When the producers of "America's Next Top Model" decided to make up its contestants to represent various ethnic groups, we here at StyleList were taken aback.
While it wasn't the first time this sort of thing has occurred on the show, we saw this editorial challenge as borderline blackface - it seemed to recall a historical form of entertainment rooted in the demeaning and inaccurate portrayal of African Americans.
But in a poll taken by more then 20,000 StyleList readers, 53 percent considered the "America's Next Top Model" images to be "a beautiful celebration of biracial women." A significant number of readers - who identified themselves as women of color - did not find it offensive. In fact, they thought it was more offensive to label it as blackface.
"ANTM" host Tyra Banks recently apologized if she offended anyone, but said she was proud of the show and felt it celebrated bi-racial women. Coincidentally, two prominent fashion magazines – French Vogue and V – have also featured white models painted in dark makeup.
What is really going on here?
The photo shoots have garnered mixed reactions from editors, makeup artists and scholars: Is it offensive for white models to wear dark makeup? Is it new racism? Or is it an artistic statement in a multicultural world?
"The first images I saw were from French Vogue and I hesitated to call it blackface," said Robin Givhan, fashion editor of The Washington Post, "because that refers to a "cruel, nasty and rude form of mockery and I don't think that was the intent."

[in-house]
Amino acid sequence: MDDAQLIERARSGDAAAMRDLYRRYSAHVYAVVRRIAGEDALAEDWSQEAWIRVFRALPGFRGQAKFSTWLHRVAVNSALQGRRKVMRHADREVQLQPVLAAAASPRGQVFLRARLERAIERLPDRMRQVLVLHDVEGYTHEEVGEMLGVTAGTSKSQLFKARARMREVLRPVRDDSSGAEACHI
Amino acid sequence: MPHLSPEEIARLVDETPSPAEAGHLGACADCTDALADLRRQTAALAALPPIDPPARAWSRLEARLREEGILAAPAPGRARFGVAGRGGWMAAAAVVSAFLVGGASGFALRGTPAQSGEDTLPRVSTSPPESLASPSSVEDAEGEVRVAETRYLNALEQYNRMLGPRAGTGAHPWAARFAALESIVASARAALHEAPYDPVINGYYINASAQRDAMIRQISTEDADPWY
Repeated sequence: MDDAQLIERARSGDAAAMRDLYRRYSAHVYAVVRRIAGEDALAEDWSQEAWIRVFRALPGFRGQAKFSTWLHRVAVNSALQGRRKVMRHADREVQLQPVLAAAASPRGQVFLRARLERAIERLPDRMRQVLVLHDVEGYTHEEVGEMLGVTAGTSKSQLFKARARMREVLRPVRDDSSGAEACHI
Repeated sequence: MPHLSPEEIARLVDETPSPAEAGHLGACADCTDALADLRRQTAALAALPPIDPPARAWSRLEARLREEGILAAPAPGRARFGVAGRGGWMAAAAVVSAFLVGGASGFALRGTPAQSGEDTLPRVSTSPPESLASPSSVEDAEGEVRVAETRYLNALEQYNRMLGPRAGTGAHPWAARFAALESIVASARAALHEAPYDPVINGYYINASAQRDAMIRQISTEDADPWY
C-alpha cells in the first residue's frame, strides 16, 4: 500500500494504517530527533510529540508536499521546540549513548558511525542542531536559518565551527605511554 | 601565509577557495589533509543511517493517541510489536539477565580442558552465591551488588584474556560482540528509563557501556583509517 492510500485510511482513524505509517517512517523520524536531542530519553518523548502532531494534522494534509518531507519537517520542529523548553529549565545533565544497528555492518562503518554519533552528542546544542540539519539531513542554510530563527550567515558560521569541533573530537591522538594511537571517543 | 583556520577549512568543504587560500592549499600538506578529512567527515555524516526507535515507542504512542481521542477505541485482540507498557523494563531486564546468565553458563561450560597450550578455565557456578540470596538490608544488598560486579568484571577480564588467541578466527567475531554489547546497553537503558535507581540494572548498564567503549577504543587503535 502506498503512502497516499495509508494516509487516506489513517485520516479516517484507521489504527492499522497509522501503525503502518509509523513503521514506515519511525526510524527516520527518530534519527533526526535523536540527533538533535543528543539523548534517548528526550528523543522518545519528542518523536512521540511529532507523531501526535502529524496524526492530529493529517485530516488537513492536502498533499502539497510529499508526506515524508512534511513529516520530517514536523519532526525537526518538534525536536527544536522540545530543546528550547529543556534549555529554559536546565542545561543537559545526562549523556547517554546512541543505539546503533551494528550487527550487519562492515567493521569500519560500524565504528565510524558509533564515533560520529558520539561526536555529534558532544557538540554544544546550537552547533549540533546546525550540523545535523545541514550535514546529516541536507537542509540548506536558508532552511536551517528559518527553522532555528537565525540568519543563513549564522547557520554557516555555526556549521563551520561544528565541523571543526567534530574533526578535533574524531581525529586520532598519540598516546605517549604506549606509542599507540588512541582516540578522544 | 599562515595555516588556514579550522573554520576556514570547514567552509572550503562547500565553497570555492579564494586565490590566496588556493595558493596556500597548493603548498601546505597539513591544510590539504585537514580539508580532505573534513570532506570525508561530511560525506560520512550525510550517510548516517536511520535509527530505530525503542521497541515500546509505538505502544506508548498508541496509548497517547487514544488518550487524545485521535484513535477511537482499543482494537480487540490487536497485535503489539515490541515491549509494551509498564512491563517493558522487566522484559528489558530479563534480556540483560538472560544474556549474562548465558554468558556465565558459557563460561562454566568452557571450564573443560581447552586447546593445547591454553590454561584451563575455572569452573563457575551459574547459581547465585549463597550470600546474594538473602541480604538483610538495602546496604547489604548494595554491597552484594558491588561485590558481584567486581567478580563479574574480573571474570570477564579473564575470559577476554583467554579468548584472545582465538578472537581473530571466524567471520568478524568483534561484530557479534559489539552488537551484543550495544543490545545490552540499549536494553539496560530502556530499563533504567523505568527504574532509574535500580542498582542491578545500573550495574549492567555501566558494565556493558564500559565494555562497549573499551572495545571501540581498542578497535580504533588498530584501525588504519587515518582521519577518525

Givhan believes that it's a sign of the times that people feel more comfortable playing with images that refer to race. But she points out that when "it comes from an industry that is hurtful and dismissive it comes across as suspect." (The American modeling industry has long been criticized for a lack of models of color.)
The concept of painting models in full body, black makeup isn't new to the fashion industry -- Italian Vogue did it to critical acclaim in 2006, and designers Viktor and Rolf painted themselves, and their models, for their Fall 2001 "Black Hole" fashion show. Celebrity makeup artist Sam Fine, whose clients include Halle Berry, Tyra Banks, Iman and Naomi Campbell, sees it simply as art.
"I think we're very sensitive to these models being painted darker, but clearly they weren't trying to make them black," he said of the recent instances. "It doesn't speak to our blackness."
Fine dubs it as "makeup noir," and contends that if he were a fashion editor doing a similar photo shoot he would not cast a black woman.
"I would make sure to cast a girl with clear eyes and European features – it adds contrast to show off the art and the juxtaposition," said Fine. "Fashion is all about stories. I don't see it as something more than a spread of interesting hair and makeup."
But where some see art, others spy passive racism.
Dr. Yaba Blay, an assistant professor of Africana Studies at Lafayette College, argues that "we don't have the ability to desensitize ourselves on the historical legacy of blackface."
"I would place this in the guise of new racism," said Dr. Blay. "Whereas, the old racism was blatant with the Tom, Coon, and shuckin' and jivin', new racism works in a way that depends on these controlling images, but it remixes it."
V Magazine's "Beauty 2010" feature with model Sasha Pivovarova dipped in dark makeup embracing clearly pale model Heidi Mount reminded the professor of the 1991 United Colors of Benetton ad titled "Angel and Devil."